Hi. Thanks again for your replies. Looking at shakey's answer to the equation confirms my doubts about this regulation. This reg (page 59) reg 415.2.2 is for checking the effectiveness of supplimentary equipotential bonding between accessable exposed conductive parts and extraneous conductive parts and the equation given is as above. This calculates, as Shakey has shown to 1667 ohms. (well, don't know about you but if I have cross bonded two accessable parts I would hope the resistance would be lower than that). In the old 16th edit the value recommended was 0.05 ohms or less. This regulation is also used in the locations containing a bath or showerpage 166 reg 701.415.2.See the note at the bottom of this reg.
Am I misreading this regulation? I would like your thoughts.Thanks Daisy.
yep Daisy, you're misreading it:p

it is NOT for checking the effectiveness of the supplementary bonding!

what it means is, for a bathroom, if extraneous conductive parts have a resistance of 1667 ohms or less to the main bonding AND all circuits on a 30mA RCD AND they all meet their disconnection times then supplemtary bonding is not required.

exposed conductive parts are already connected through the CPC

so if there is an earth fault on a bathroom circuit, the extraneous conductive parts can not reach a fault voltage higher than 50V before the RCD trips

and yes, it would normally be a lot lower!

and remember, if the resistance is a LOT higher (i.e. open circuit) then the chances are there is plastic pipework and it isnt an extraneous conductive part anyway!!! (and should NOT be supplementary bonded);)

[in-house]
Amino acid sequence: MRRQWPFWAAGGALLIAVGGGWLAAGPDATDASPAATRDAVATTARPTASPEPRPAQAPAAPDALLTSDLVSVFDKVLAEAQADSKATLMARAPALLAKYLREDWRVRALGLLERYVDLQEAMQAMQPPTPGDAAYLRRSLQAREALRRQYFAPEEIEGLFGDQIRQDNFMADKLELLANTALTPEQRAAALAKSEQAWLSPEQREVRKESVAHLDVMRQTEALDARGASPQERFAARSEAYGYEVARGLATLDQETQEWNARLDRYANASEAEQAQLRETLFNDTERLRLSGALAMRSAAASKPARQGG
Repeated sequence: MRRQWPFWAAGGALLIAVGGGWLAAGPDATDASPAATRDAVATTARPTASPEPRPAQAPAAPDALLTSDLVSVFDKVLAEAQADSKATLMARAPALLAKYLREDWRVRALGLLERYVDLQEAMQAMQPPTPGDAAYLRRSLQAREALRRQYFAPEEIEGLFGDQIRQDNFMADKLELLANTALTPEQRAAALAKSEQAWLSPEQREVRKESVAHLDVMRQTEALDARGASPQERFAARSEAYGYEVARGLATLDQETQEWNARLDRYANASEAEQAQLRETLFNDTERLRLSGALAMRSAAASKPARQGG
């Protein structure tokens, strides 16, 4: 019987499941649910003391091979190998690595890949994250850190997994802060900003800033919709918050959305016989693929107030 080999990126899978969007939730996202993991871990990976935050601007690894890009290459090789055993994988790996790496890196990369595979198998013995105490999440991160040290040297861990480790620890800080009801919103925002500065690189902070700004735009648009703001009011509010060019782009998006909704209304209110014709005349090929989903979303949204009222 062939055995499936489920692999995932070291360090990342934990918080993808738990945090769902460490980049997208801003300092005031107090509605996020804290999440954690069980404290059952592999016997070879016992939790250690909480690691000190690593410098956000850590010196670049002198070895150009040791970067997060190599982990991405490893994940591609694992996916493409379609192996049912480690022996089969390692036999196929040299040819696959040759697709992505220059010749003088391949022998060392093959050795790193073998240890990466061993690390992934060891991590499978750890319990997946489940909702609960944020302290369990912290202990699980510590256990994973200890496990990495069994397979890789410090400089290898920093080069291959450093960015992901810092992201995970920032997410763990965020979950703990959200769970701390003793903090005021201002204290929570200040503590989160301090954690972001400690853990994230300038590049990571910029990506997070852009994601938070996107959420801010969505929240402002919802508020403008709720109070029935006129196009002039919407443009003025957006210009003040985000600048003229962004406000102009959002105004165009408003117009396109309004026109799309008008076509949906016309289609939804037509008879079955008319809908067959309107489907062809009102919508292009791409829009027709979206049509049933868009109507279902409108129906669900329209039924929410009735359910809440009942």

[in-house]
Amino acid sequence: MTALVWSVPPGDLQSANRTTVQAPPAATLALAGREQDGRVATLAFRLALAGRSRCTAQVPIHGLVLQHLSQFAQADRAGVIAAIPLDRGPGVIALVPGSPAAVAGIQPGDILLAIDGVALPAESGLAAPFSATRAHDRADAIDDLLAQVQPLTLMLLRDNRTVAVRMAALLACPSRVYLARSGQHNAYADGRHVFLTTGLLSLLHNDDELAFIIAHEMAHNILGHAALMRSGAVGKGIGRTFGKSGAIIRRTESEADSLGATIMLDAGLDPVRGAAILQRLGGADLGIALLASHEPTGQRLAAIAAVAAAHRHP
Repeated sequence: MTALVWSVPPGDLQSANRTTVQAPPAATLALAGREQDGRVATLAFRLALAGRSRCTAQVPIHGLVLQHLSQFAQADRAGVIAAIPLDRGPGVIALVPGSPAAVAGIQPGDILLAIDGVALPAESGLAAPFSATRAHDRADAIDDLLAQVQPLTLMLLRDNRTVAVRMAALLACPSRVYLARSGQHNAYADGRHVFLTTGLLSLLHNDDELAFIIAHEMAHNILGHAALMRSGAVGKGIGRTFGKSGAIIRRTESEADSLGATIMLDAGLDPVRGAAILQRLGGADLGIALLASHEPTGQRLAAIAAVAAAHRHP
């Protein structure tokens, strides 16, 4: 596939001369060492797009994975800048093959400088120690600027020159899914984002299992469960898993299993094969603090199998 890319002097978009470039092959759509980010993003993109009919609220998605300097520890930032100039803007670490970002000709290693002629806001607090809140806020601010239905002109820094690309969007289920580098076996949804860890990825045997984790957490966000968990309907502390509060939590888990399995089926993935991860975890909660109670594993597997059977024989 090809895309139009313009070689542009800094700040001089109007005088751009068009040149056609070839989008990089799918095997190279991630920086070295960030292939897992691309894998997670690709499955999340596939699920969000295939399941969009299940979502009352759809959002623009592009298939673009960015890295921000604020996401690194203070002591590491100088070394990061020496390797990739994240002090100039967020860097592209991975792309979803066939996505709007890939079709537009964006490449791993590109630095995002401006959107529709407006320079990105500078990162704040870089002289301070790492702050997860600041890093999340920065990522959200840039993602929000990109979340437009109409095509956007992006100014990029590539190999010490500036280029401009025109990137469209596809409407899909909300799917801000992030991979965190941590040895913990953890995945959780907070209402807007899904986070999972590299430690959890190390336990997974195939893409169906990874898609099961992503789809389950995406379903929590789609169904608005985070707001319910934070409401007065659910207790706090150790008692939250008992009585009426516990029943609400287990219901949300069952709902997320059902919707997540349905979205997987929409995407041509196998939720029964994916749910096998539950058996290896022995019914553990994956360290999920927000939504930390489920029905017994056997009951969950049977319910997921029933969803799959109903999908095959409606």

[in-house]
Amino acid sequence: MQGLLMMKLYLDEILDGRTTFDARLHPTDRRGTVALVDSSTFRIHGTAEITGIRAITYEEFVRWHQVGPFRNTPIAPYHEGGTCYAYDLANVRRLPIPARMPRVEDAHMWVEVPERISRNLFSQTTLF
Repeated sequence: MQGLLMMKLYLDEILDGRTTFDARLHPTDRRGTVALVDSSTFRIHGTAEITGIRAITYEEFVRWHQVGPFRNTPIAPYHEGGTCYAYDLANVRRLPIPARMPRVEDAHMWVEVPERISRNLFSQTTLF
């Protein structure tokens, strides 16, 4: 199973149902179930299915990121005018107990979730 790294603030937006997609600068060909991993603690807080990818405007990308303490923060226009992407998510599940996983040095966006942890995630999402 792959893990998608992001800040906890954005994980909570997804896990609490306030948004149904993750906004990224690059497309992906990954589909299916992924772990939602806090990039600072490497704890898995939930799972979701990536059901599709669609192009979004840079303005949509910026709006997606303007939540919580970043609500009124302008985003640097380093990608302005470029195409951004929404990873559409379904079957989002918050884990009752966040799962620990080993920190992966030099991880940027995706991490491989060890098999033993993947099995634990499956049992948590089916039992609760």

D

daisy

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Hi
Thanks Shakey.
I see what you mean by this not checking the supplementary bonding in this case.
Right then try this!
In that note (page166) which we have already mentioned we are asked to check between the extraneous parts and the main earthing terminal.As you have said this could be 1667 ohms what happens if it is a T.T system with an earth electrode resistance, including earthing conductor of say 100 ohms measured from the main earthig terminal. this would now take us above the max value of in this case a 30 mA RCD.
Thanks Daisy
 
S

Shakey

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Hi
Thanks Shakey.
I see what you mean by this not checking the supplementary bonding in this case.
Right then try this!
In that note (page166) which we have already mentioned we are asked to check between the extraneous parts and the main earthing terminal.As you have said this could be 1667 ohms what happens if it is a T.T system with an earth electrode resistance, including earthing conductor of say 100 ohms measured from the main earthig terminal. this would now take us above the max value of in this case a 30 mA RCD.
Thanks Daisy
ok Daisy, i can see your chain of thought, but you may becoming...erm..'confused' between earthing and bonding, as so many people do!!

so for a TT, protected by a 30mA, max Zs of 1667 ohms means it will disconect within the 50V